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How AFSC uses research to advance social justice

Beth Hallowell explained AFSC's media research findings at the Alliance for Peacebuilding conference in Washington, D.C. Photo: Carl Roose / AFSC

Our small communications research team does its part to advance AFSC’s work by conducting research and using what we learn to better communicate with different audiences. The Communications Research Director Beth Hallowell has a Ph.D. in cultural anthropology and our Communications Analyst Carly Goodman trained as a historian. Our team’s strong research background has helped us think creatively about answering the questions our colleagues ask. The Chronicle of Philanthropy recently wrote up a story about how AFSC uses research in innovative, bold ways to experiment, learn, and grow.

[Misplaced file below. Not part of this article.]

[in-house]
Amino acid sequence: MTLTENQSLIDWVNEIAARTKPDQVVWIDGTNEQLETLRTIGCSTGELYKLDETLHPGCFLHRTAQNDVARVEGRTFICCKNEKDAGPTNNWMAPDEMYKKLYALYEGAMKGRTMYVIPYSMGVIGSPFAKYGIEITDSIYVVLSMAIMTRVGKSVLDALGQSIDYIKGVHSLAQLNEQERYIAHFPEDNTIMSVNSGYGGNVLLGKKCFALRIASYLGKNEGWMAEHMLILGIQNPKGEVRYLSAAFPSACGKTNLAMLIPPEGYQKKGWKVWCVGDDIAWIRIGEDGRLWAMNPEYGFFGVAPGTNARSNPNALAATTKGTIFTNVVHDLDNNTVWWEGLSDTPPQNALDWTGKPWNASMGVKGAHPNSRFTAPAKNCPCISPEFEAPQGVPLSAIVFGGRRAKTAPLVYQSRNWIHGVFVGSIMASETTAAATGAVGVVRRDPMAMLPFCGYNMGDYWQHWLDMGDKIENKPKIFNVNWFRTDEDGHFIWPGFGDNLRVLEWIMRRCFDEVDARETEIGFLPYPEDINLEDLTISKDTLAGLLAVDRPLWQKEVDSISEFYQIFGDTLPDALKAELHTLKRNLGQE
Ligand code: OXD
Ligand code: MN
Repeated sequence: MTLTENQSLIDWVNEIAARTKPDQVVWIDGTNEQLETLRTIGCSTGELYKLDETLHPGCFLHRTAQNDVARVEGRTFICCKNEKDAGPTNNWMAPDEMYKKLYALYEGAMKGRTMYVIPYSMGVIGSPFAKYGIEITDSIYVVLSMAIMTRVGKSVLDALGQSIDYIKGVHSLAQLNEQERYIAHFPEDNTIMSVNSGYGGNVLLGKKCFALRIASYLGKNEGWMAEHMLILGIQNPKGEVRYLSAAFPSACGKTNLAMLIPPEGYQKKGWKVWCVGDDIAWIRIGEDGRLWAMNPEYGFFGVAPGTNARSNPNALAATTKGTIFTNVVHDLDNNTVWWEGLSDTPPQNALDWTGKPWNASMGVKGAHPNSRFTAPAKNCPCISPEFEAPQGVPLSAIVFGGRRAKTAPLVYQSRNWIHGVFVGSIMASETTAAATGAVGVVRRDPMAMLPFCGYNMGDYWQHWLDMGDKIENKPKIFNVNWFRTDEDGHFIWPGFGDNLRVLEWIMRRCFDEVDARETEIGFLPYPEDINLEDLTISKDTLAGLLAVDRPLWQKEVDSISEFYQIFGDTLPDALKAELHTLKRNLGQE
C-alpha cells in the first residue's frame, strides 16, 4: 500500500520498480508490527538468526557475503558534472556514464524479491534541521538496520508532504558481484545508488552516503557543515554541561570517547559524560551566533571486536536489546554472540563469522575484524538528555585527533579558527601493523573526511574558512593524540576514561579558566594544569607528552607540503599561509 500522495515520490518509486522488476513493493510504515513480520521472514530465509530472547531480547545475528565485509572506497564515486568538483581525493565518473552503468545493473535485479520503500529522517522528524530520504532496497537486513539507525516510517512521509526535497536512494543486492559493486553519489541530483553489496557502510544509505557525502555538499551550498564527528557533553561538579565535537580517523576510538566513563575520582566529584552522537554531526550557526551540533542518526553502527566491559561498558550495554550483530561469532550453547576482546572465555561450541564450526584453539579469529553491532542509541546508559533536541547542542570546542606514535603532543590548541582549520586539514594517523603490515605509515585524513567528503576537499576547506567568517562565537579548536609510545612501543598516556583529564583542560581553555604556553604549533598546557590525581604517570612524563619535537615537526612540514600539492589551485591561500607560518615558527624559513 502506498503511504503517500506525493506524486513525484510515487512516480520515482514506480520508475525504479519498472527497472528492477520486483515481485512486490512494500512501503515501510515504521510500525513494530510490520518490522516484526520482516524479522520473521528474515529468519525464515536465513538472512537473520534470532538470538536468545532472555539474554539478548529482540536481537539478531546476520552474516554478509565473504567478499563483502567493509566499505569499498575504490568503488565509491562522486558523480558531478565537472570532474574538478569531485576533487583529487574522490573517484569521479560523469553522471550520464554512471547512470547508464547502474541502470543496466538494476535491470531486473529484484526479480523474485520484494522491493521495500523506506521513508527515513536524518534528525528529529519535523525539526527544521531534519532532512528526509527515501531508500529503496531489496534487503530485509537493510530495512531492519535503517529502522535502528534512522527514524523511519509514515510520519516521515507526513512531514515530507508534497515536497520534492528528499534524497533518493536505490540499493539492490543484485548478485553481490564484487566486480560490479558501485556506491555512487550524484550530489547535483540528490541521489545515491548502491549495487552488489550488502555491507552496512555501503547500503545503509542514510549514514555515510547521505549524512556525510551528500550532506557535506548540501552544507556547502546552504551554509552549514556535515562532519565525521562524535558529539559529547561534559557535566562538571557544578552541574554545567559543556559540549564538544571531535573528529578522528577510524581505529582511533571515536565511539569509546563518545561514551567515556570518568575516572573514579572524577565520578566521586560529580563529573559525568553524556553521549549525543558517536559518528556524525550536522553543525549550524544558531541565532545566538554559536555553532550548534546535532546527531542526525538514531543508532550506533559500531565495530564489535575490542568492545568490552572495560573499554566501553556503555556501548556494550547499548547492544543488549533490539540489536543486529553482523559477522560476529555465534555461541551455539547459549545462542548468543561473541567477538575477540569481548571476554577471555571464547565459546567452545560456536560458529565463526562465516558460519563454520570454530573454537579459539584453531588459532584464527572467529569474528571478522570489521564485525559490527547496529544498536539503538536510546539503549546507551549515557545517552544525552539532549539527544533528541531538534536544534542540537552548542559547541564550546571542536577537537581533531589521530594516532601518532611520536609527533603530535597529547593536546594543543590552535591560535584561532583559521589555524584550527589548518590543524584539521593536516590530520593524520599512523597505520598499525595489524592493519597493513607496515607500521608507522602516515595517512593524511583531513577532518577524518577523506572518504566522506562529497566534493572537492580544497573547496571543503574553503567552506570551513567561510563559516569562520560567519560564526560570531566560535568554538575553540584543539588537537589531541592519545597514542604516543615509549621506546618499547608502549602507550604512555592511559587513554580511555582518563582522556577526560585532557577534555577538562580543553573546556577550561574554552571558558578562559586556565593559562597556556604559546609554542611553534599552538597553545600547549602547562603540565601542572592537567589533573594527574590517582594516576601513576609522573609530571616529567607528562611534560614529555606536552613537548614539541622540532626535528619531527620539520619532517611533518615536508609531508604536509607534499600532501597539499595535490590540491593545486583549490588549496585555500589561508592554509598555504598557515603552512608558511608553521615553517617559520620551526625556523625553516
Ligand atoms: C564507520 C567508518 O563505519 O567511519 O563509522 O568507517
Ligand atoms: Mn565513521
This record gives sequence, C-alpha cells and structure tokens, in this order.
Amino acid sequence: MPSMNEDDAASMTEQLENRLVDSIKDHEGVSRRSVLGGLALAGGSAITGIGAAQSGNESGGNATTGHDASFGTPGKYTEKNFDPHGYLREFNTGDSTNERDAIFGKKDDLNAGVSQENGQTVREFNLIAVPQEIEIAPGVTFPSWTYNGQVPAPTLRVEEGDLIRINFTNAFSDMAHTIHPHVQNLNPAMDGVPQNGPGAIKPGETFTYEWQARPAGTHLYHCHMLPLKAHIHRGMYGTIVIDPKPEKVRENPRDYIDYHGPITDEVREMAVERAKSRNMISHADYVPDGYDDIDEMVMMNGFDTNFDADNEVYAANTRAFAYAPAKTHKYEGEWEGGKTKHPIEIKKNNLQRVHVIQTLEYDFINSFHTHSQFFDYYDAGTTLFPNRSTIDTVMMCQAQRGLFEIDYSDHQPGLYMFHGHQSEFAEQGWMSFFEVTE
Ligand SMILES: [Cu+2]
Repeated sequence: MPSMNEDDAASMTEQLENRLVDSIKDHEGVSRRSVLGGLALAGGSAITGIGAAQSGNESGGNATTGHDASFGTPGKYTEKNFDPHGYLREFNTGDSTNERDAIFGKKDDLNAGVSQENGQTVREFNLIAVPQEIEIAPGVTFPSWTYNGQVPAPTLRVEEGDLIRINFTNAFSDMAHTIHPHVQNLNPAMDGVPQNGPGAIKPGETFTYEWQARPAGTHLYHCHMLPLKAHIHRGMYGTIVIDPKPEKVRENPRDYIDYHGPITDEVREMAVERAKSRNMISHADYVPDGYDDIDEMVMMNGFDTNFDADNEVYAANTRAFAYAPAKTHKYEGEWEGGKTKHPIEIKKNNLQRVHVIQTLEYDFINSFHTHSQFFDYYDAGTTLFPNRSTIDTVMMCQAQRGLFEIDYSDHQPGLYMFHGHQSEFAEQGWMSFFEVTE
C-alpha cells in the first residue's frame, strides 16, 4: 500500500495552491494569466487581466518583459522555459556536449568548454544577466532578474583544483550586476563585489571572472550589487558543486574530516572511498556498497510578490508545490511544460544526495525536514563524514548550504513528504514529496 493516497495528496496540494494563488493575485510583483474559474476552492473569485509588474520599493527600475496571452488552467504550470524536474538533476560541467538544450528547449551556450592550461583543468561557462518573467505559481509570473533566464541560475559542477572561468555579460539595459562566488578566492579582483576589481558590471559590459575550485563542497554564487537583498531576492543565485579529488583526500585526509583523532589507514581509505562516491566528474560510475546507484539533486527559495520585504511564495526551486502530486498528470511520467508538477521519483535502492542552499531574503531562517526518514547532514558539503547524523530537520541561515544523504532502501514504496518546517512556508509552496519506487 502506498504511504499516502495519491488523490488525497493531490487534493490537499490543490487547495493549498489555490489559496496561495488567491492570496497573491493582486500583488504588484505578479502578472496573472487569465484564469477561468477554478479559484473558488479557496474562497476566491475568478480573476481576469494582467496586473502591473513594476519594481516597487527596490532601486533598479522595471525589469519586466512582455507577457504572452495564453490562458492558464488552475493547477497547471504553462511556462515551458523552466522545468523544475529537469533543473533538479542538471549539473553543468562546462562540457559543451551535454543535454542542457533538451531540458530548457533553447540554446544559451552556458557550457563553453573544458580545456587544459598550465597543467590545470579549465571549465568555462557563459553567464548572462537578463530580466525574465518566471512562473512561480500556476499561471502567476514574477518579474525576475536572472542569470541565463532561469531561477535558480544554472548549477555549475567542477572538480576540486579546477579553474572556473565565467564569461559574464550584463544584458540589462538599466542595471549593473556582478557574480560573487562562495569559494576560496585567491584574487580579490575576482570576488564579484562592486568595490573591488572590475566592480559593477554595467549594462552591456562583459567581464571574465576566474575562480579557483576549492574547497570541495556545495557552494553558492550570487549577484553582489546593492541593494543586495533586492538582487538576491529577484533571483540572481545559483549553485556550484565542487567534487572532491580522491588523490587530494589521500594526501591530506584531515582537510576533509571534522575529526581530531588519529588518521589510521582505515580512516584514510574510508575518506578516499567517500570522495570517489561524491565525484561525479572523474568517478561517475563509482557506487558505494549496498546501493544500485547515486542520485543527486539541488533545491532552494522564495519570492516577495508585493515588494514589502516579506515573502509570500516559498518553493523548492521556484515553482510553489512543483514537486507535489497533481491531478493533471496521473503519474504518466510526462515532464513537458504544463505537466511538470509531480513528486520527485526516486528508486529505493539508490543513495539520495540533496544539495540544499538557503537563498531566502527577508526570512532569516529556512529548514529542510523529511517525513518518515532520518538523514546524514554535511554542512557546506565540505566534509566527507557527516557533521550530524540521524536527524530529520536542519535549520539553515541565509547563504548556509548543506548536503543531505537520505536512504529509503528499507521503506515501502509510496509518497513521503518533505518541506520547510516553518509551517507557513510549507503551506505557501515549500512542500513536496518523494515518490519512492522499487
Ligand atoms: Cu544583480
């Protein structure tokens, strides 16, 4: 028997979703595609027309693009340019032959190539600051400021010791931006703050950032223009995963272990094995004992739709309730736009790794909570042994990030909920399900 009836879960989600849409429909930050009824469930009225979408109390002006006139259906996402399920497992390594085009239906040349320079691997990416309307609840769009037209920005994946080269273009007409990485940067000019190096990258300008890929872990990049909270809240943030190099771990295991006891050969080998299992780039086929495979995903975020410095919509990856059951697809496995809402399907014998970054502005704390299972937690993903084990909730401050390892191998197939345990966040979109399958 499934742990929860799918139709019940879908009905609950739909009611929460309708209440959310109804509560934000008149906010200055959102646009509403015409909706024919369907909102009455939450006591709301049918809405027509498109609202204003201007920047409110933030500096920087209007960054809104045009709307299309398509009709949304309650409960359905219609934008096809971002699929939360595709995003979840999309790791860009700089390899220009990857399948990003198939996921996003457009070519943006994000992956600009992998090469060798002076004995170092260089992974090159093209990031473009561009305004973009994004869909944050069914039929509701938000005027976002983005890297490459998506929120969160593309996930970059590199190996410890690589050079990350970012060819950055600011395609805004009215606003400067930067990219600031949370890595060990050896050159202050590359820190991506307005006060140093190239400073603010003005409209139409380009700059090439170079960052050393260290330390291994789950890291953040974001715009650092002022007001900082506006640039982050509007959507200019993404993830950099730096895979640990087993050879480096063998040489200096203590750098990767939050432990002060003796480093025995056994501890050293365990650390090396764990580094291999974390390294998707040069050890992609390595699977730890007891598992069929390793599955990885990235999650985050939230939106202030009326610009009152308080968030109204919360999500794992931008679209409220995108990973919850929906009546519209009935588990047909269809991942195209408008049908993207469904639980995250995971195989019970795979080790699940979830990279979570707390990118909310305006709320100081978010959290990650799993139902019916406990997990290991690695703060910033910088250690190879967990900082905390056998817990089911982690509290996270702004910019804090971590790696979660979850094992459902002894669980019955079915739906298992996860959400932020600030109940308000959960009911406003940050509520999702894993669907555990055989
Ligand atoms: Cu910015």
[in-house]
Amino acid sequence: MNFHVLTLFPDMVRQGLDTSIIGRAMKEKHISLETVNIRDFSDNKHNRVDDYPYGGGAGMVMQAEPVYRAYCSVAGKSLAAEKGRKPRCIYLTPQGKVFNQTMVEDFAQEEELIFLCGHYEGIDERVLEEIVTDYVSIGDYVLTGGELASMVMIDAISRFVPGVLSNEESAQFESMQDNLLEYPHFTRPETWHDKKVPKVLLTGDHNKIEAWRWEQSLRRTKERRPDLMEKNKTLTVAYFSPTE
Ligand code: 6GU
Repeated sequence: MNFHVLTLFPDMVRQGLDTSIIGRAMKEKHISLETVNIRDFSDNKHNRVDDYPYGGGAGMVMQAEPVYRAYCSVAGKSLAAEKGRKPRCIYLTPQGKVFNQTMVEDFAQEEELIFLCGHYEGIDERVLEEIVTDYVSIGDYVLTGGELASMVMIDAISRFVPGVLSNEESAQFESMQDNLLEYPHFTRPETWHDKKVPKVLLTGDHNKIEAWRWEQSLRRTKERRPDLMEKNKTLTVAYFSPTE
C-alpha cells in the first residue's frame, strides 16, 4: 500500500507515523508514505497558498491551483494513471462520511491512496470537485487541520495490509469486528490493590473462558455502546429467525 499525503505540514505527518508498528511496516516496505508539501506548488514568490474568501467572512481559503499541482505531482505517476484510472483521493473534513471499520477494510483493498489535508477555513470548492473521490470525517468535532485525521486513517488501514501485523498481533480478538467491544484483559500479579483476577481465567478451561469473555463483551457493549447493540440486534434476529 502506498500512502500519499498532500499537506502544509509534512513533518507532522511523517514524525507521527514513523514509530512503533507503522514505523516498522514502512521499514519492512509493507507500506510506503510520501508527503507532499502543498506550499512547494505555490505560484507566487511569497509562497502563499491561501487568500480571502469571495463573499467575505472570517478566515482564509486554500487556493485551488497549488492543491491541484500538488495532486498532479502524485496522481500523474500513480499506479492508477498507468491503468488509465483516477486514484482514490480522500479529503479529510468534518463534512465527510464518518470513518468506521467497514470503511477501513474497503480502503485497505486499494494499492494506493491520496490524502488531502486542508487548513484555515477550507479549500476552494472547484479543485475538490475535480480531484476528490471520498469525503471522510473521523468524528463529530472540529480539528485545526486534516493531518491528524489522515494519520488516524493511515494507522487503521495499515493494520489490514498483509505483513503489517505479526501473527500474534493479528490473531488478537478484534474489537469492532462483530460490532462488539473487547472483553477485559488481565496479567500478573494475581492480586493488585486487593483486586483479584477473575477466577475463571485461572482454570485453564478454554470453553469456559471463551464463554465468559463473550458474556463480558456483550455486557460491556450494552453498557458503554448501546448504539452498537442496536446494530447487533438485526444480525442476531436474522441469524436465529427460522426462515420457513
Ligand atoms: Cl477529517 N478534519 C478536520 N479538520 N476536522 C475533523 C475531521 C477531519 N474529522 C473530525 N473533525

This includes:

  • Conducting interviews and surveys to better understand the audience for our newsletters, communications, and fundraising materials;
  • Using research about audiences to shape the look, feel, and tone of printed and online materials;
  • Analyzing news media coverage of violent extremism to inform advocacy and how to talk about key issues; and
  • Using research to set goals and measure success.
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The Chronicle story also mentions a recent survey we conducted to get a better sense of what supporters like you think of the organization. Some of the biggest findings that emerged: Supporters like that AFSC is principled and trustworthy, and they want more updates on the organization’s work. To sign up to receive updates from us and opportunities to take action, fill out the form here!

About the Author

Carly Goodman is a historian and served as the Communications Analyst and Mellon/ACLS Public Fellow at AFSC.

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